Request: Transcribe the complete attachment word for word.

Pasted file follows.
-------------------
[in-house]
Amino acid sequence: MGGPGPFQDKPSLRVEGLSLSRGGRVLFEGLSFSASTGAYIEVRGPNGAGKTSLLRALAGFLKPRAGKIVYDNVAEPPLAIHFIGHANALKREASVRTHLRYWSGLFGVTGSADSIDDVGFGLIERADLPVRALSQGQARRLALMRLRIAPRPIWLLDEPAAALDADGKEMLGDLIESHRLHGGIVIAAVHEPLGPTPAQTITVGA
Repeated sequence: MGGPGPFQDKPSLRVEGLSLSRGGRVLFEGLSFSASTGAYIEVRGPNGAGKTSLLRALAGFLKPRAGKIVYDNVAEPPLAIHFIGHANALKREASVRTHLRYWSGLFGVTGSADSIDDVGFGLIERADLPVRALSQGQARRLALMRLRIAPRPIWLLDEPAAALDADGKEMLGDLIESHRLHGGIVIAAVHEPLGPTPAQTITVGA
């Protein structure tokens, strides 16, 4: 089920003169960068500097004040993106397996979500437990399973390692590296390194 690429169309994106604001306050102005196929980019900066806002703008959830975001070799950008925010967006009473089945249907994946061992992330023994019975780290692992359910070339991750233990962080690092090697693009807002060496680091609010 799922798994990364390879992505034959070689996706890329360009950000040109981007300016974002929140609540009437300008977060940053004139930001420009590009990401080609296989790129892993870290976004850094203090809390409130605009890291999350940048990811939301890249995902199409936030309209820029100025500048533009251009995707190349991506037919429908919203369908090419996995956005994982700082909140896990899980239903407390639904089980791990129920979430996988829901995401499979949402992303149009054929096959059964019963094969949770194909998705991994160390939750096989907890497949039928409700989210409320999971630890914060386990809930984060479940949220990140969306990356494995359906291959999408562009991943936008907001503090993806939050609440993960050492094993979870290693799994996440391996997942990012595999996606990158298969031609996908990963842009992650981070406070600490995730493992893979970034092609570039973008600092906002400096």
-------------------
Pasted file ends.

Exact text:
[in-house]
Amino acid sequence: MGGPGPFQDKPSLRVEGLSLSRGGRVLFEGLSFSASTGAYIEVRGPNGAGKTSLLRALAGFLKPRAGKIVYDNVAEPPLAIHFIGHANALKREASVRTHLRYWSGLFGVTGSADSIDDVGFGLIERADLPVRALSQGQARRLALMRLRIAPRPIWLLDEPAAALDADGKEMLGDLIESHRLHGGIVIAAVHEPLGPTPAQTITVGA
Repeated sequence: MGGPGPFQDKPSLRVEGLSLSRGGRVLFEGLSFSASTGAYIEVRGPNGAGKTSLLRALAGFLKPRAGKIVYDNVAEPPLAIHFIGHANALKREASVRTHLRYWSGLFGVTGSADSIDDVGFGLIERADLPVRALSQGQARRLALMRLRIAPRPIWLLDEPAAALDADGKEMLGDLIESHRLHGGIVIAAVHEPLGPTPAQTITVGA
């Protein structure tokens, strides 16, 4: 089920003169960068500097004040993106397996979500437990399973390692590296390194 690429169309994106604001306050102005196929980019900066806002703008959830975001070799950008925010967006009473089945249907994946061992992330023994019975780290692992359910070339991750233990962080690092090697693009807002060496680091609010 799922798994990364390879992505034959070689996706890329360009950000040109981007300016974002929140609540009437300008977060940053004139930001420009590009990401080609296989790129892993870290976004850094203090809390409130605009890291999350940048990811939301890249995902199409936030309209820029100025500048533009251009995707190349991506037919429908919203369908090419996995956005994982700082909140896990899980239903407390639904089980791990129920979430996988829901995401499979949402992303149009054929096959059964019963094969949770194909998705991994160390939750096989907890497949039928409700989210409320999971630890914060386990809930984060479940949220990140969306990356494995359906291959999408562009991943936008907001503090993806939050609440993960050492094993979870290693799994996440391996997942990012595999996606990158298969031609996908990963842009992650981070406070600490995730493992893979970034092609570039973008600092906002400096």